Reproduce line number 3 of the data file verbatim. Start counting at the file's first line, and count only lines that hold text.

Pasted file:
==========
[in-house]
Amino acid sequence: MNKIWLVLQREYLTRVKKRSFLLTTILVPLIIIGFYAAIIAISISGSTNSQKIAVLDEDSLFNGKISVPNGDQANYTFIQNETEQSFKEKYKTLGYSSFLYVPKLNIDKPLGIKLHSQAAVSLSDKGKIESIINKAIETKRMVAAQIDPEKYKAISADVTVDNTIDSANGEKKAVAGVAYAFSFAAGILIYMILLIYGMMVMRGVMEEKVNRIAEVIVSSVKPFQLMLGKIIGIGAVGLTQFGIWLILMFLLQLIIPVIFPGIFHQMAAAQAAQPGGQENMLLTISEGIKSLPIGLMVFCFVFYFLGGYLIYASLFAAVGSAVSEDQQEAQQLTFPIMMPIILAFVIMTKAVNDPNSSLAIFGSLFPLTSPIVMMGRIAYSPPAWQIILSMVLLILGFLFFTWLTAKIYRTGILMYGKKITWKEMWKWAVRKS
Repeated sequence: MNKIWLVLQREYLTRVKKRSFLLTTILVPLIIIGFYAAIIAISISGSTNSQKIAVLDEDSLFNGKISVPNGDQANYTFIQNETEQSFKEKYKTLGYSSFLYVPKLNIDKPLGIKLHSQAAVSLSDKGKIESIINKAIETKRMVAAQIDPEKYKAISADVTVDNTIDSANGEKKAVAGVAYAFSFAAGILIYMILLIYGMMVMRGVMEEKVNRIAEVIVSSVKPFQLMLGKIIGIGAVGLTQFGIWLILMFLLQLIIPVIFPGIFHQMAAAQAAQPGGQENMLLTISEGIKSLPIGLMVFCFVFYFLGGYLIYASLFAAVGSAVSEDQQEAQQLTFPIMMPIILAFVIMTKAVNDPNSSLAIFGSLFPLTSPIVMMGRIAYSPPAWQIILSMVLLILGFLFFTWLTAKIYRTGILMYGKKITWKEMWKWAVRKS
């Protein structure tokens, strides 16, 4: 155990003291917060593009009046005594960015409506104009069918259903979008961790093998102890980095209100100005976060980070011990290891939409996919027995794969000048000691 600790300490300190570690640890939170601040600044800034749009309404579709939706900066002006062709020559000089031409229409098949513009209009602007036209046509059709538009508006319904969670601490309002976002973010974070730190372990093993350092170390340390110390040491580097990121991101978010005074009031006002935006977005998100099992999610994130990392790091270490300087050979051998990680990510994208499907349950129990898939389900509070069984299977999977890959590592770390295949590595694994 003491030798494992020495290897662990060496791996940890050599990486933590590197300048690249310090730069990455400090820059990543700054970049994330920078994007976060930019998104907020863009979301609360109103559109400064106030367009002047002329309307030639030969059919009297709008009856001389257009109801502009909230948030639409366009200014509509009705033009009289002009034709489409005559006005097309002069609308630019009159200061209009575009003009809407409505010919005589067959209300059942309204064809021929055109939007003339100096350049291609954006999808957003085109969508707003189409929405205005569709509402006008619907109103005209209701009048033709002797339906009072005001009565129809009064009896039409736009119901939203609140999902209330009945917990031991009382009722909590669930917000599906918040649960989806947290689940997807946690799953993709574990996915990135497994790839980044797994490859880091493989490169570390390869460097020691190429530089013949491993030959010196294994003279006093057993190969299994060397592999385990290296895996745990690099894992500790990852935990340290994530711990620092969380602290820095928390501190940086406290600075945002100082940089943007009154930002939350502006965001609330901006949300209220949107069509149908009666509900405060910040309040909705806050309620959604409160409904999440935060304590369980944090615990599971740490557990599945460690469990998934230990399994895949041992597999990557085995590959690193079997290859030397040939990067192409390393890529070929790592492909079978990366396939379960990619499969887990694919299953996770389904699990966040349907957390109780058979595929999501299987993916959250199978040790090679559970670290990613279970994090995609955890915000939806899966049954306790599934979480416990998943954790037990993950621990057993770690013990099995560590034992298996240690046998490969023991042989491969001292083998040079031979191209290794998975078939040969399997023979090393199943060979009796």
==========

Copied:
Repeated sequence: MNKIWLVLQREYLTRVKKRSFLLTTILVPLIIIGFYAAIIAISISGSTNSQKIAVLDEDSLFNGKISVPNGDQANYTFIQNETEQSFKEKYKTLGYSSFLYVPKLNIDKPLGIKLHSQAAVSLSDKGKIESIINKAIETKRMVAAQIDPEKYKAISADVTVDNTIDSANGEKKAVAGVAYAFSFAAGILIYMILLIYGMMVMRGVMEEKVNRIAEVIVSSVKPFQLMLGKIIGIGAVGLTQFGIWLILMFLLQLIIPVIFPGIFHQMAAAQAAQPGGQENMLLTISEGIKSLPIGLMVFCFVFYFLGGYLIYASLFAAVGSAVSEDQQEAQQLTFPIMMPIILAFVIMTKAVNDPNSSLAIFGSLFPLTSPIVMMGRIAYSPPAWQIILSMVLLILGFLFFTWLTAKIYRTGILMYGKKITWKEMWKWAVRKS